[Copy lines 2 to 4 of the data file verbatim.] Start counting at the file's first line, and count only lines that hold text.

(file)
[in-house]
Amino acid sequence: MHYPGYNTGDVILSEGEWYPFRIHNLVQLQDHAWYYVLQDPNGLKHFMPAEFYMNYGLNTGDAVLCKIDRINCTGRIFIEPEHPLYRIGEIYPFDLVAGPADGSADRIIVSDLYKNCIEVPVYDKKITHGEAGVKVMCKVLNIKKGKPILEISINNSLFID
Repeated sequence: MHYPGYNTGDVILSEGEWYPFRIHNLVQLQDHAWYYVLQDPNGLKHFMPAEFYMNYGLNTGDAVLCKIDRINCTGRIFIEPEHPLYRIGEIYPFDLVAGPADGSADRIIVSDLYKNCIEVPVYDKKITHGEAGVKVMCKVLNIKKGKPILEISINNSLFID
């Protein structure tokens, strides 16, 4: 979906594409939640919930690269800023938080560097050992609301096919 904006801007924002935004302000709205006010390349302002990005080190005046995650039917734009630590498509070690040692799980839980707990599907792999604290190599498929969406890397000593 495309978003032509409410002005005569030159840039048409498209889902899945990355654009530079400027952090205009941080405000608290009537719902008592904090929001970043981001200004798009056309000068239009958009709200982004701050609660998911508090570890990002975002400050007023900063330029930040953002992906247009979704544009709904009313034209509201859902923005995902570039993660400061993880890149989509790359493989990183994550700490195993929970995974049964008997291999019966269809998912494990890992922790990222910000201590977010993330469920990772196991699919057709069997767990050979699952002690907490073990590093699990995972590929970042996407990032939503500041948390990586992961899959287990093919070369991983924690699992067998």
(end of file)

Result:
Amino acid sequence: MHYPGYNTGDVILSEGEWYPFRIHNLVQLQDHAWYYVLQDPNGLKHFMPAEFYMNYGLNTGDAVLCKIDRINCTGRIFIEPEHPLYRIGEIYPFDLVAGPADGSADRIIVSDLYKNCIEVPVYDKKITHGEAGVKVMCKVLNIKKGKPILEISINNSLFID
Repeated sequence: MHYPGYNTGDVILSEGEWYPFRIHNLVQLQDHAWYYVLQDPNGLKHFMPAEFYMNYGLNTGDAVLCKIDRINCTGRIFIEPEHPLYRIGEIYPFDLVAGPADGSADRIIVSDLYKNCIEVPVYDKKITHGEAGVKVMCKVLNIKKGKPILEISINNSLFID
């Protein structure tokens, strides 16, 4: 979906594409939640919930690269800023938080560097050992609301096919 904006801007924002935004302000709205006010390349302002990005080190005046995650039917734009630590498509070690040692799980839980707990599907792999604290190599498929969406890397000593 495309978003032509409410002005005569030159840039048409498209889902899945990355654009530079400027952090205009941080405000608290009537719902008592904090929001970043981001200004798009056309000068239009958009709200982004701050609660998911508090570890990002975002400050007023900063330029930040953002992906247009979704544009709904009313034209509201859902923005995902570039993660400061993880890149989509790359493989990183994550700490195993929970995974049964008997291999019966269809998912494990890992922790990222910000201590977010993330469920990772196991699919057709069997767990050979699952002690907490073990590093699990995972590929970042996407990032939503500041948390990586992961899959287990093919070369991983924690699992067998």